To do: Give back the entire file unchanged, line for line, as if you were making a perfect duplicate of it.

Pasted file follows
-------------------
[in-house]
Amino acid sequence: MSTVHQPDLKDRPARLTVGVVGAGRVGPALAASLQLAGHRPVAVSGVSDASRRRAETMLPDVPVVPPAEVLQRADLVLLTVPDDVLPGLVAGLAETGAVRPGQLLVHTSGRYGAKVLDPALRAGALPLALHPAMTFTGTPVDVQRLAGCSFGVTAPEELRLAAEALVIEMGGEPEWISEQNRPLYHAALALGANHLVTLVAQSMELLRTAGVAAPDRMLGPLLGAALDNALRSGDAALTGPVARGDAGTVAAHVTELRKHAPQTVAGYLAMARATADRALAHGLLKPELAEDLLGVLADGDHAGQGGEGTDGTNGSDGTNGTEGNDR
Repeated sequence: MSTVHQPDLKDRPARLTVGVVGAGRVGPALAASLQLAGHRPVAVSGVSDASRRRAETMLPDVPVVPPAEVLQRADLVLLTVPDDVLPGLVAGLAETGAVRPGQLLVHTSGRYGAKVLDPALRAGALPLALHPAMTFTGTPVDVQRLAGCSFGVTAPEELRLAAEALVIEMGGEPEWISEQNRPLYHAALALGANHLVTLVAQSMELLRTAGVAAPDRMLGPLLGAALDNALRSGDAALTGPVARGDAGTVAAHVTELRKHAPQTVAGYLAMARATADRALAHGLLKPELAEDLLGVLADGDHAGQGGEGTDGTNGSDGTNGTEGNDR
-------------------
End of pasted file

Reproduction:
[in-house]
Amino acid sequence: MSTVHQPDLKDRPARLTVGVVGAGRVGPALAASLQLAGHRPVAVSGVSDASRRRAETMLPDVPVVPPAEVLQRADLVLLTVPDDVLPGLVAGLAETGAVRPGQLLVHTSGRYGAKVLDPALRAGALPLALHPAMTFTGTPVDVQRLAGCSFGVTAPEELRLAAEALVIEMGGEPEWISEQNRPLYHAALALGANHLVTLVAQSMELLRTAGVAAPDRMLGPLLGAALDNALRSGDAALTGPVARGDAGTVAAHVTELRKHAPQTVAGYLAMARATADRALAHGLLKPELAEDLLGVLADGDHAGQGGEGTDGTNGSDGTNGTEGNDR
Repeated sequence: MSTVHQPDLKDRPARLTVGVVGAGRVGPALAASLQLAGHRPVAVSGVSDASRRRAETMLPDVPVVPPAEVLQRADLVLLTVPDDVLPGLVAGLAETGAVRPGQLLVHTSGRYGAKVLDPALRAGALPLALHPAMTFTGTPVDVQRLAGCSFGVTAPEELRLAAEALVIEMGGEPEWISEQNRPLYHAALALGANHLVTLVAQSMELLRTAGVAAPDRMLGPLLGAALDNALRSGDAALTGPVARGDAGTVAAHVTELRKHAPQTVAGYLAMARATADRALAHGLLKPELAEDLLGVLADGDHAGQGGEGTDGTNGSDGTNGTEGNDR